The news media has a curious approach to the manner in which it frames history: it assumes that little things do not matter very much.
It is arguable that the smallest events are the ones which have the greatest impact on history.
Let us investigate this argument within the frame of the politics of the 1960's.
During the democratic convention of 1960, John F. Kennedy designated Lyndon B. Johnson as his choice for Vice President, an act which baffled the news media and the general population of the United States. Johnson had only recently lost the race for presidential candidate, running on the "Stop Kennedy" coalition he formed with Adlai Stevenson, Stuart Symington, and Hubert Humphrey.
To make it more understandable to a modern audience exactly what this meant in the context of the time: Tip O'neill, a representative from Kennedy's home state, Massachusetts, was approached by Johnson at the convention. He reportedly said, "Tip, I'd like to have you with me on the second ballot." O'Neill, who knew the power of the Kennedy name, replied, "Senator, there's not going to be any second ballot."
Johnson firmly believed he was going to win, but he received only 409 votes on the lone ballot at the convention. The rivalry between Johnson and Kennedy had drawn a line across the democratic regions of the U.S., dividing the pro-Johnson south from the pro-Kennedy north. The idea that the two men would run together on the same ticket was, to put it mildly, shocking to anybody alive at the time.
Why, then, did Kennedy choose Johnson as his partner, after so bitter a contest? A report by Arthur M. Schlesinger, Jr., indicates that Kennedy offered Johnson the position of vice presidential candidate as a courtesy; Johnson was not expected to accept the offer.
W. Marvin Watson suggests instead that the Kennedy campaign was struggling desperately against the campaign of Richard M. Nixon and Henry Cabot Lodge, Jr.; Watson implies that Johnson's influence on the southern states would carry Kennedy through the election.
Other sources state clearly that Kennedy loathed Johnson and did not want him as a running-mate; JFK preferred Symington.
History shows, regardless of your preferred media sources, that on November 5, 1960, Lyndon Baines Johnson won election for the Vice Presidency of the United States of America on the Kennedy-Johnson ticket, and he also won a third term as Senator, which he resigned in favour of the "higher" office. Here is where we see how history is truly made: behind curtains. Lyndon Johnson decided the Vice Presidency would be his, and he would pressure Kennedy to give it up to him. Furthermore, while Johnson was running for VP, he was also running for a third term in the Senate, after having Texas laws altered to permit him the chance at both offices, simultaneously.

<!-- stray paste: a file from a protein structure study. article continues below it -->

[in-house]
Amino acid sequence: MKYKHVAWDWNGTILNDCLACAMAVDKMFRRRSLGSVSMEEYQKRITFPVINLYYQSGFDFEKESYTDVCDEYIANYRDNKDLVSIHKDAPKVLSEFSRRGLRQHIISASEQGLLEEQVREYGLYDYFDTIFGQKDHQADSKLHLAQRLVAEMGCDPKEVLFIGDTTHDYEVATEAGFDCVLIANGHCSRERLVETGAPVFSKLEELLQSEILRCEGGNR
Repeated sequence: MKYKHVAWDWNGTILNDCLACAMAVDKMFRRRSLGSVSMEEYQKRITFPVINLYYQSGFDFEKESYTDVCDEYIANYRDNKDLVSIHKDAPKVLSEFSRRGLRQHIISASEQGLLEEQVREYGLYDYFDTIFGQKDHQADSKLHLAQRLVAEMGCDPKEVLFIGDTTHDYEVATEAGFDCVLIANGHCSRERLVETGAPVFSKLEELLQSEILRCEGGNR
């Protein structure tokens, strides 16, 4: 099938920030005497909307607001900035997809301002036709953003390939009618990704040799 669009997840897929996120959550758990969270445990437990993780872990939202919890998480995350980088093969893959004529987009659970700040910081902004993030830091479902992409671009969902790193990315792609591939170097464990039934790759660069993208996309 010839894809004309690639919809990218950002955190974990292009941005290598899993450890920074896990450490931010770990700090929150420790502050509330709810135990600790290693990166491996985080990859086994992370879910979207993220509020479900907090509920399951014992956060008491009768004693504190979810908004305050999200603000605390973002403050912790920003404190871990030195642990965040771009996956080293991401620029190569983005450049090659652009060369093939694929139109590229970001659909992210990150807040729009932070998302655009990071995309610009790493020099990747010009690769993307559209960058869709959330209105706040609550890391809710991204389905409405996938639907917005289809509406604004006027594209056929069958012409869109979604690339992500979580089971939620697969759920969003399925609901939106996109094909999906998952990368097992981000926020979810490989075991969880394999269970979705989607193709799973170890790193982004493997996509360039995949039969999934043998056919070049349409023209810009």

How was Johnson able to do this? Let us examine the hidden details. Historians consider Lyndon Johnson to be, by far, the most effective and authoritative Senate majority leader to hold office. Among other things, he had a knack for gathering information, maybe even, as one biographer notes, "the greatest intelligence gatherer Washington has ever known," finding precisely what views each Senator held, his fears and weaknesses, and his beliefs. Johnson could find what it took to win over anybody. Furthermore, Johnson had ways of preventing trouble from those he could not persuade: he would send them on NATO assignments outside the country to avoid their dissenting votes.
According to two journalists, Johnson's control existed chiefly because of one very unique talent he had: "The Treatment."
The Treatment could last 10 minutes or 4 hours. It came, enveloping its target, at the LBJ Ranch swimming pool, in one of LBJ's offices, in the Senate cloakroom, on the floor of the Senate itself... wherever Johnson might find a fellow Senator within his reach.
Its tone could be supplication, accusation, cajolery, exuberance, scorn, tears, complaint, and the hint of threat. It was all of these together. It ran the gamut of human emotions. Its velocity was breathtaking, and it was all in one direction. Interjections from the target were rare. Johnson anticipated them before they could be spoken. He moved in close, his face a scant millimeter from his target, his eyes widening and narrowing, his eyebrows rising and falling. From his pockets poured clippings, memos, and statistics. Mimicry, humour, and the genius of analogy made The Treatment an almost hypnotic experience and rendered the target stunned and helpless.
-Rowland Evans and Robert Novak, Lyndon b. Johnson: The Exercise of Power (1966), p. 104
It was understood by every target of The Treatment that, one way or another, Johnson would find a way to hold power. If the Vice Presidency did not accommodate him, he would be a Senator. Any who presented Johnson opposition would find himself denied funding for his state. Any who assisted Johnson would discover how very friendly a politician can be.
"You scratch my back; I'll scratch yours."
There you have it, ladies and gentlemen. This is how Senators become Presidents. This is how Octavian becomes Caesar, Imperator, Princeps, Augustus. History is on the battlefield and the front pages, yes, but history is also in the closet, behind the warehouse, in the swimming pool, whispered in hushed and hurried tones... history hides, and it defies explanation by conventional means.